There has been increased concern about heart risks associated with testosterone replacement drugs after the U.S. Food and Drug Administration (FDA) announced that it was investigating the link late last month. Now, several men have come forward and alleged that the testosterone replacement drug AndroGel, caused heart attacks and other serious issues.
Bloomberg reports that on February 4th, five men between the ages of 50 and 63 filed lawsuits over AndroGel; 3 men alleged heart attacks, a fourth alleged a stroke and the fifth says he suffered a mini-stroke. The lawsuits allege that Abbott and its spin-off company AbbVie misrepresented the safety of AndroGel by using celebrity endorsements and statistics about supposed widespread need for the drug while failing to mention the risks.
Another AndroGel lawsuit was filed last week on behalf of a man who alleges that the drug caused deep vein-thrombosis and pulmonary embolism. Deep vein thrombosis is when a blood clot forms in a deep vein. Pulmonary embolism is a potentially deadly complication of deep vein thrombosis; it is when a piece of the clot breaks off and causes blockage in the lung. According to this lawsuit, AndroGel increases the risk of blood clots by thickening the blood.
On January 31st, the FDA said that it was investigating the risk of heart attack, stroke and death associated with the use of testosterone therapy. The review was prompted by two studies showing increased cardiovascular risk in men who took such drugs. Last November, the Journal of the American Medical Association (JAMA) studied a population of men, many of whom had underlying heart problems, and compared those who took testosterone to those who did not. The study found that men who took testosterone replacement drugs were 30 percent more likely to suffer from stroke, heart attack and death. In January, a study in PLoS One found that in older men with no history of heart disease, testosterone therapy doubled the risk of heart attacks. In younger men who did have a history of heart disease, this risk was tripled.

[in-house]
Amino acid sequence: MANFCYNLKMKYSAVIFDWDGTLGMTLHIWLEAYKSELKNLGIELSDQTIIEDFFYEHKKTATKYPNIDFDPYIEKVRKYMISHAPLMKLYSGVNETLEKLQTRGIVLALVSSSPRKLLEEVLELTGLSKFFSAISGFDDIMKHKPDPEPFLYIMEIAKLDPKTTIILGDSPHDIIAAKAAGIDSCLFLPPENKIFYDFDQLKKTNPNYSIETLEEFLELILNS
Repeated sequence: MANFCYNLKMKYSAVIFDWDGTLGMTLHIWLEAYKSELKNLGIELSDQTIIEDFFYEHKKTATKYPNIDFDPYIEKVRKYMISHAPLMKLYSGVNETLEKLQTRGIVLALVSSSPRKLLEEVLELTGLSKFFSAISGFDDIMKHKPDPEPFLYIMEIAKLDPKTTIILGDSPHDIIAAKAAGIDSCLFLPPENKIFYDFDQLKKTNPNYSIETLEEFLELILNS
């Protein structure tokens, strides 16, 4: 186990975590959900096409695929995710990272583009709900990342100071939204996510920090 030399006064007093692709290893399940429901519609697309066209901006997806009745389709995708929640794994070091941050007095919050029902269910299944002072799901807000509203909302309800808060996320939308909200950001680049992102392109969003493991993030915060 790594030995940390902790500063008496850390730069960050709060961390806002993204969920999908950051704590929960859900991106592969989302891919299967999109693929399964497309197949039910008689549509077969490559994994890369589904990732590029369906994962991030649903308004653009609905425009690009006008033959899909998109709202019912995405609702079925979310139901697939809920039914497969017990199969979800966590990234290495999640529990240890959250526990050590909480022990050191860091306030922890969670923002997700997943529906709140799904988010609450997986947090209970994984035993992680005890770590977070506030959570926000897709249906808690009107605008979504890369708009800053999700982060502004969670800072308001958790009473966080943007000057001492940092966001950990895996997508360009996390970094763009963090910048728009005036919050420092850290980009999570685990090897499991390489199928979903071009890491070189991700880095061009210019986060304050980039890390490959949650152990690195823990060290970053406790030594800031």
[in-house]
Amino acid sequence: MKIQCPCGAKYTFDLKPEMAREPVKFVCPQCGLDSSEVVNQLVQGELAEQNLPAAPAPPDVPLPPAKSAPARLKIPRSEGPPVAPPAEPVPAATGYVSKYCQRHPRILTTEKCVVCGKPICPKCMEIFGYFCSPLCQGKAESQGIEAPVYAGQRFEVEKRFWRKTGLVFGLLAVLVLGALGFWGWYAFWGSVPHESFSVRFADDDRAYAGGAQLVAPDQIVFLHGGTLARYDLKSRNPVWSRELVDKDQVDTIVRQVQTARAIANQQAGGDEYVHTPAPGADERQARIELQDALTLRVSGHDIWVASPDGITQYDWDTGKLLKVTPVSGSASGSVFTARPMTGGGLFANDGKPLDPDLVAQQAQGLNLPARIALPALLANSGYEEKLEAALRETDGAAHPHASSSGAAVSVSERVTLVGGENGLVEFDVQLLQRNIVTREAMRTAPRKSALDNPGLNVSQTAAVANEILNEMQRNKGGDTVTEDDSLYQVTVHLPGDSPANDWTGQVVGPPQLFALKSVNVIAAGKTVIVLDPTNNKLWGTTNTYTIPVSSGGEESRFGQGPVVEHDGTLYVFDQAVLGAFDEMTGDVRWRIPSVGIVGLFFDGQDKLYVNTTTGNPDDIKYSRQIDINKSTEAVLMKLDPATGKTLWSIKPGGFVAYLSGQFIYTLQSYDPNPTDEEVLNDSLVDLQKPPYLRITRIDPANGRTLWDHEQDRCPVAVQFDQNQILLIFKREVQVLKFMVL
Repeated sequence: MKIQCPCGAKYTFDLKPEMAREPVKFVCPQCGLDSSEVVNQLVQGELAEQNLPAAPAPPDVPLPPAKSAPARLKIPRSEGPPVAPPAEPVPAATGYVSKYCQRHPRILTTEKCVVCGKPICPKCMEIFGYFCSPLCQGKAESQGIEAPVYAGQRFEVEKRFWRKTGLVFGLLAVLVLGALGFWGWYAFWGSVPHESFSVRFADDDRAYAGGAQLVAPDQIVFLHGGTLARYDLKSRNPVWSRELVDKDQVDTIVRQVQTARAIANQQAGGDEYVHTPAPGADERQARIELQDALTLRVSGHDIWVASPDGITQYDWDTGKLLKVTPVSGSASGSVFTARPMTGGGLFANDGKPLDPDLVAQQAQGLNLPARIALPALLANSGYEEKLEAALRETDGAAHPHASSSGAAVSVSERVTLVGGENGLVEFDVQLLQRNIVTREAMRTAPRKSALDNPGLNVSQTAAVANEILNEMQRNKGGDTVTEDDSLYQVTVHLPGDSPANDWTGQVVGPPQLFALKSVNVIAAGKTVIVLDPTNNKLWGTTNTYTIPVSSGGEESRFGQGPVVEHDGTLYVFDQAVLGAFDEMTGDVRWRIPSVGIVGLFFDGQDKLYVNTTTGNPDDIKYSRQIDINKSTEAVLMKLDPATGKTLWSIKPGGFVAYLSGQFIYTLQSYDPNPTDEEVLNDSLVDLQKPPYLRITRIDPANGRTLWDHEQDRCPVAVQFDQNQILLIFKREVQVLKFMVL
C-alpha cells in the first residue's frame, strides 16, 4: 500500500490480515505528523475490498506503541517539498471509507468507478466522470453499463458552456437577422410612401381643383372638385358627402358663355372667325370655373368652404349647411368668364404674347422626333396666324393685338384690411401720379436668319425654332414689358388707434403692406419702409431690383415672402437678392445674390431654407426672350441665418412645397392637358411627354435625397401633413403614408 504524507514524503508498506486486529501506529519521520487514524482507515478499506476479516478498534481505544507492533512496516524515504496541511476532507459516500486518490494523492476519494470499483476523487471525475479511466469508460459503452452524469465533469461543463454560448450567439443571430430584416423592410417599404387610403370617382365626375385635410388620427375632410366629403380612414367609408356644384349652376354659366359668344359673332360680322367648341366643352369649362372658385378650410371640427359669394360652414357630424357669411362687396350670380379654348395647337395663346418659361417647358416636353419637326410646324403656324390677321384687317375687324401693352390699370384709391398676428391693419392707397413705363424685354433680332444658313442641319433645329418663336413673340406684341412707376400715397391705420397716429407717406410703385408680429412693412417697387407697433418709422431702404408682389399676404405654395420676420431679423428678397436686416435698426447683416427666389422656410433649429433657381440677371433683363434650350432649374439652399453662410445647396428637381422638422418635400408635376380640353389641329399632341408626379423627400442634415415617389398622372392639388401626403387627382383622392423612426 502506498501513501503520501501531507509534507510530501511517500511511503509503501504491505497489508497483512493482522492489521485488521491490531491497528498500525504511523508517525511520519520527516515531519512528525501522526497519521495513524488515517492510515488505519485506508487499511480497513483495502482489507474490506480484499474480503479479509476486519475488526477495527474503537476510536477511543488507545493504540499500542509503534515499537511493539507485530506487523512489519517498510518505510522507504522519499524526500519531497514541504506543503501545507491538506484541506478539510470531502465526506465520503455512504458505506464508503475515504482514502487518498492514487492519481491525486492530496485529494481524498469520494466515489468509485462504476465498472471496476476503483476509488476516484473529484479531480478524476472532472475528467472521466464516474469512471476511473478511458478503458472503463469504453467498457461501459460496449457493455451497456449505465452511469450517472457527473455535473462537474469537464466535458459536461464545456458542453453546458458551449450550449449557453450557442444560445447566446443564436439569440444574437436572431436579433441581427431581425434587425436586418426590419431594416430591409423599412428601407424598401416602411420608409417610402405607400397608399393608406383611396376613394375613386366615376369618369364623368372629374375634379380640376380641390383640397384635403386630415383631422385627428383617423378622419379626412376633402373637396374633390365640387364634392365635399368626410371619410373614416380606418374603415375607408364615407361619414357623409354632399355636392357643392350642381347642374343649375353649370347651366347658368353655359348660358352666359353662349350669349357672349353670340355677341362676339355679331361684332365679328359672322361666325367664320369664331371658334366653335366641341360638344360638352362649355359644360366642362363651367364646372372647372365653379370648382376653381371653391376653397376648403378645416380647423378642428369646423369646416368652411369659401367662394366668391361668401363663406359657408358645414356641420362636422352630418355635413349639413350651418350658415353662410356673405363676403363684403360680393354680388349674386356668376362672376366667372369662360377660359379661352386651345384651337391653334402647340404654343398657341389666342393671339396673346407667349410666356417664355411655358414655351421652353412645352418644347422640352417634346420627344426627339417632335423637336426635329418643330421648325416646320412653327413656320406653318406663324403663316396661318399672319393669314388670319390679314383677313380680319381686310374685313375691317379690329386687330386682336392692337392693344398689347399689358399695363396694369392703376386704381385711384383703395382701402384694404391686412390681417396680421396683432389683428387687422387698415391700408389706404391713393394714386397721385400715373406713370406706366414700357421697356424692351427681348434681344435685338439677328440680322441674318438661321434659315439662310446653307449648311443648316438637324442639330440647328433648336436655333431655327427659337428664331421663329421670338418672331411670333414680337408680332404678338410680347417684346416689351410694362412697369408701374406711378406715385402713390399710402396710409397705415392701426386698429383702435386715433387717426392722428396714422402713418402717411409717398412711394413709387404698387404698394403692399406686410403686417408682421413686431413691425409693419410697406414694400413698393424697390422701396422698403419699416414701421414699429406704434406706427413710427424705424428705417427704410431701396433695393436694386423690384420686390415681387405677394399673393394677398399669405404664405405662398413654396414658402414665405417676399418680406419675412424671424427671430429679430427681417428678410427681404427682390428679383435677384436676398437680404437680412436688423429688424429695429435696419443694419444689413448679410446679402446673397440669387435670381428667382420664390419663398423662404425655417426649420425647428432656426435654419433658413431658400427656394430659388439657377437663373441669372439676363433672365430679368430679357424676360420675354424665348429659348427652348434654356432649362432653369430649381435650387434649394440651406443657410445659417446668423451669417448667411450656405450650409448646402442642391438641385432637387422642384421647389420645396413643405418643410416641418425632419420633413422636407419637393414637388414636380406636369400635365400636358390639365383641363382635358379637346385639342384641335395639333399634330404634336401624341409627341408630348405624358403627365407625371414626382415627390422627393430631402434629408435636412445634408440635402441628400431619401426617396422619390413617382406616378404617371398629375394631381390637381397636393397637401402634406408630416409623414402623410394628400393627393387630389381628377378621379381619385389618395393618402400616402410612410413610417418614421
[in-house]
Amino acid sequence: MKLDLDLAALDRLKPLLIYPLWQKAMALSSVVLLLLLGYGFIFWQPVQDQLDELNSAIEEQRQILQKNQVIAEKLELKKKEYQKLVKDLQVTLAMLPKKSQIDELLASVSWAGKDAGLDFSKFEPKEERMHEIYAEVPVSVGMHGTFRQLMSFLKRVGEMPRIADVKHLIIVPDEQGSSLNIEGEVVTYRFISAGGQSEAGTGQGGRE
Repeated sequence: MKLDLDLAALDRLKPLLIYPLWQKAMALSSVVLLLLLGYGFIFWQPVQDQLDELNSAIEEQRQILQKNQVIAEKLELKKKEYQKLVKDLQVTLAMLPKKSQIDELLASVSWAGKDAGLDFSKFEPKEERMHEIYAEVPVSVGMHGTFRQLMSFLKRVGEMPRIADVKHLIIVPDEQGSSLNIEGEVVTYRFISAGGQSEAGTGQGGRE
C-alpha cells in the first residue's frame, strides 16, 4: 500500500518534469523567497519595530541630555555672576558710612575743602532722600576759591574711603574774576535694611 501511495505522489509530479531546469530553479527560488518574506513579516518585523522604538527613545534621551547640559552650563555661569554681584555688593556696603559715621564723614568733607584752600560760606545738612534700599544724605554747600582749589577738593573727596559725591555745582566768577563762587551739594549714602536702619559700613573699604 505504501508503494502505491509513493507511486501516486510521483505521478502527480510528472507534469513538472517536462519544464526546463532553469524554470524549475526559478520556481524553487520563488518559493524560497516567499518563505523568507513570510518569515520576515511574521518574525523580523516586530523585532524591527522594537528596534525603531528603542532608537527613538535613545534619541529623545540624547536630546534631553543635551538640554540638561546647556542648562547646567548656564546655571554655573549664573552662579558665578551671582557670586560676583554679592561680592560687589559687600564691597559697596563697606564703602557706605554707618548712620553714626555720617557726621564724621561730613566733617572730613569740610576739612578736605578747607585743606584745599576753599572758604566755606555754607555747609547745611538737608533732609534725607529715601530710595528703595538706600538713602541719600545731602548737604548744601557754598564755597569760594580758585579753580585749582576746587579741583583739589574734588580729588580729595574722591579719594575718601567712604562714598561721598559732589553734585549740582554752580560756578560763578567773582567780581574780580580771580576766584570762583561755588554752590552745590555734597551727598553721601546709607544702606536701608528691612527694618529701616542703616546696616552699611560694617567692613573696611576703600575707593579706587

The FDA has only approved testosterone therapy for men who have low levels of testosterone associated with a medical condition. However, in recent years drug companies have been pushing for widespread use of testosterone replacement therapies, citing symptoms of “low-T” such as low sex drive and fatigue. The recent findings have some experts worried that men are exposing themselves to heart risks by taking drugs that they don’t need.